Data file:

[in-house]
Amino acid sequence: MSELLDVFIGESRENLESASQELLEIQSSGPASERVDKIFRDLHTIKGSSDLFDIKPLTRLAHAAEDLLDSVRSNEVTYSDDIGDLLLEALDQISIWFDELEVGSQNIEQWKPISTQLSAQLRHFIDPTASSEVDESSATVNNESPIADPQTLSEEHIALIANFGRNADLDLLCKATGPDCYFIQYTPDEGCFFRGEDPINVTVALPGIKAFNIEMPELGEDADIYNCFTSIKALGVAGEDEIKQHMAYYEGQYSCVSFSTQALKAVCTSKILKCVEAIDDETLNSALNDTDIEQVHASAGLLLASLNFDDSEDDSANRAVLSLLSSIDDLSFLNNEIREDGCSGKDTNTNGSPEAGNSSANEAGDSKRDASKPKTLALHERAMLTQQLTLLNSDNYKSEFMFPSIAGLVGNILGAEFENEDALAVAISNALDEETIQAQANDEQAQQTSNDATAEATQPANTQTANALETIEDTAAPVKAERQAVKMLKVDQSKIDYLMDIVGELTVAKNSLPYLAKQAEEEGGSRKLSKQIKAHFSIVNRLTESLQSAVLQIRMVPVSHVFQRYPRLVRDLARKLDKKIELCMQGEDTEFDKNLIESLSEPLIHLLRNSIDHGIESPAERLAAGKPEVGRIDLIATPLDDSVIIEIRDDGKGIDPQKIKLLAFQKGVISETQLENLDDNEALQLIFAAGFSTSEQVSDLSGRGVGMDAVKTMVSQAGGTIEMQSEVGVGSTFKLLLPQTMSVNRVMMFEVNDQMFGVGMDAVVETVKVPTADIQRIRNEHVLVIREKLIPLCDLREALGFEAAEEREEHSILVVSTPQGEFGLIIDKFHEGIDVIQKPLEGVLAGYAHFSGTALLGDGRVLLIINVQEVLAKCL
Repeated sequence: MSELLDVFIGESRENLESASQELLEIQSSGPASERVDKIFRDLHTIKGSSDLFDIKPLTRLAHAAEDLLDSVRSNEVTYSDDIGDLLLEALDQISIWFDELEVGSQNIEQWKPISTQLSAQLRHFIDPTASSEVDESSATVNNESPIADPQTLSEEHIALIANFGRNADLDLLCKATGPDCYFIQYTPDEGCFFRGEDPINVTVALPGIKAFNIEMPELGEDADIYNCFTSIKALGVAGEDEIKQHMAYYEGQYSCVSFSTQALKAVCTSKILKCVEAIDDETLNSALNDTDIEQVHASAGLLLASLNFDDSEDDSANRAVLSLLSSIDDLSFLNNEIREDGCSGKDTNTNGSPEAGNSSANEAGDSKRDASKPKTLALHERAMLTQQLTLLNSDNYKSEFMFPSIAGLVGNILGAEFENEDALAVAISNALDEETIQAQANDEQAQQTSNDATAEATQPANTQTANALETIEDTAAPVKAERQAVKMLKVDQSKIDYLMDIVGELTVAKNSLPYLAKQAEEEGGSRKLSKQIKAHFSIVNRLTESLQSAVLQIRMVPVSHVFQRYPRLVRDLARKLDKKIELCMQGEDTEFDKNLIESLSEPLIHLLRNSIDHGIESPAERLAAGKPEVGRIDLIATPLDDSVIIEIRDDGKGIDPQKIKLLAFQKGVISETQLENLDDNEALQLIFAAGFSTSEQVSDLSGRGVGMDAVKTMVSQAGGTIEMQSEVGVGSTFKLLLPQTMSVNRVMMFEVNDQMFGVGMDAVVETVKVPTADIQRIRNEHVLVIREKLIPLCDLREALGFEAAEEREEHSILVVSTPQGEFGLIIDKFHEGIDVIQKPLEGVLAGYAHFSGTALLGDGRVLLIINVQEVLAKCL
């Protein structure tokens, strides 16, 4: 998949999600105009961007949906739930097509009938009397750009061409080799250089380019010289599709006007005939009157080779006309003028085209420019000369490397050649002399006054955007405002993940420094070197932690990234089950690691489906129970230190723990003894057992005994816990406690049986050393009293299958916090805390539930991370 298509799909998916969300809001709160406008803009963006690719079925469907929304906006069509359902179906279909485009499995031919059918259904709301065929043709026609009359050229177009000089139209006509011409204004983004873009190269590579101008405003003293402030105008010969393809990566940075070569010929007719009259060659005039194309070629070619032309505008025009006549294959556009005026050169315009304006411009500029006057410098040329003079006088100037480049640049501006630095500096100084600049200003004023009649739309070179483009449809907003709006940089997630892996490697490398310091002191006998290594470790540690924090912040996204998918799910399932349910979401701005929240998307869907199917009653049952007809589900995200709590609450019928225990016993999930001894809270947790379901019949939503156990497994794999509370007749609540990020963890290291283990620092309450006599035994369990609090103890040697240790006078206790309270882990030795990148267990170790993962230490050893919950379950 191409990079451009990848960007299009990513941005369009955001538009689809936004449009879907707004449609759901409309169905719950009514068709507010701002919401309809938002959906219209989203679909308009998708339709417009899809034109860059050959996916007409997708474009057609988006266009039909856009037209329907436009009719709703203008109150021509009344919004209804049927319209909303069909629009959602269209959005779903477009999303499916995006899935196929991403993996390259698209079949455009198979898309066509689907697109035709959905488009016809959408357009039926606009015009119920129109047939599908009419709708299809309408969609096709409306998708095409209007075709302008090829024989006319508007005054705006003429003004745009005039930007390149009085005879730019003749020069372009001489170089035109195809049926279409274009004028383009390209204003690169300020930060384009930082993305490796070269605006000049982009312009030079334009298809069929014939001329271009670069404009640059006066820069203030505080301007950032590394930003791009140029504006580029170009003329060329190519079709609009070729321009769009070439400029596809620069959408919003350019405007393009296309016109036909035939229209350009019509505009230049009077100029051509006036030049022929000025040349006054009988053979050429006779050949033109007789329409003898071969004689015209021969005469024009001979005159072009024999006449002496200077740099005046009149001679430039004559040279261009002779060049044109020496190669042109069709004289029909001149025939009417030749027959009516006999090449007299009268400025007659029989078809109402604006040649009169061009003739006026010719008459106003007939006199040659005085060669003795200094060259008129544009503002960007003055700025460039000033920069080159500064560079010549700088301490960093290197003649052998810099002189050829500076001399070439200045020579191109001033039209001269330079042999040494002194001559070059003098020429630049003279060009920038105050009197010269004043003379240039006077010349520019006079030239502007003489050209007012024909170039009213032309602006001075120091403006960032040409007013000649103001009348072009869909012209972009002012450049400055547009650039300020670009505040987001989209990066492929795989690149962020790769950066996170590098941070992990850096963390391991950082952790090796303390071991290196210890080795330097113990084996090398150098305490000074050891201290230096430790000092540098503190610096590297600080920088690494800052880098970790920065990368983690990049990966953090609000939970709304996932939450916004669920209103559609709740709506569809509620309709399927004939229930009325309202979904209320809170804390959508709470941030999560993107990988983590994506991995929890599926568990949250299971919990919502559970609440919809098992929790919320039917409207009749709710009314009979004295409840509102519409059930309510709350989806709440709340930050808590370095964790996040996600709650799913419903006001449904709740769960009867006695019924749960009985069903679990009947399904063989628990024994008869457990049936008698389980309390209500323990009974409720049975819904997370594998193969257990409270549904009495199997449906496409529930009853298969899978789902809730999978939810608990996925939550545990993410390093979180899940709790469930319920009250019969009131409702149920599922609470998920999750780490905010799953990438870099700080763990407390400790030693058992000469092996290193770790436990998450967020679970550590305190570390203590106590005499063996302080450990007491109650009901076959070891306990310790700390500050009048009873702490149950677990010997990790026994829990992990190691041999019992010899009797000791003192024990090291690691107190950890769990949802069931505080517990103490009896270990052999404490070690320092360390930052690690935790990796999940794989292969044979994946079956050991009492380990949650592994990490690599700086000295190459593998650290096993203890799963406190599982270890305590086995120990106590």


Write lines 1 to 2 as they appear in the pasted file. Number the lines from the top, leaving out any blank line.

[in-house]
Amino acid sequence: MSELLDVFIGESRENLESASQELLEIQSSGPASERVDKIFRDLHTIKGSSDLFDIKPLTRLAHAAEDLLDSVRSNEVTYSDDIGDLLLEALDQISIWFDELEVGSQNIEQWKPISTQLSAQLRHFIDPTASSEVDESSATVNNESPIADPQTLSEEHIALIANFGRNADLDLLCKATGPDCYFIQYTPDEGCFFRGEDPINVTVALPGIKAFNIEMPELGEDADIYNCFTSIKALGVAGEDEIKQHMAYYEGQYSCVSFSTQALKAVCTSKILKCVEAIDDETLNSALNDTDIEQVHASAGLLLASLNFDDSEDDSANRAVLSLLSSIDDLSFLNNEIREDGCSGKDTNTNGSPEAGNSSANEAGDSKRDASKPKTLALHERAMLTQQLTLLNSDNYKSEFMFPSIAGLVGNILGAEFENEDALAVAISNALDEETIQAQANDEQAQQTSNDATAEATQPANTQTANALETIEDTAAPVKAERQAVKMLKVDQSKIDYLMDIVGELTVAKNSLPYLAKQAEEEGGSRKLSKQIKAHFSIVNRLTESLQSAVLQIRMVPVSHVFQRYPRLVRDLARKLDKKIELCMQGEDTEFDKNLIESLSEPLIHLLRNSIDHGIESPAERLAAGKPEVGRIDLIATPLDDSVIIEIRDDGKGIDPQKIKLLAFQKGVISETQLENLDDNEALQLIFAAGFSTSEQVSDLSGRGVGMDAVKTMVSQAGGTIEMQSEVGVGSTFKLLLPQTMSVNRVMMFEVNDQMFGVGMDAVVETVKVPTADIQRIRNEHVLVIREKLIPLCDLREALGFEAAEEREEHSILVVSTPQGEFGLIIDKFHEGIDVIQKPLEGVLAGYAHFSGTALLGDGRVLLIINVQEVLAKCL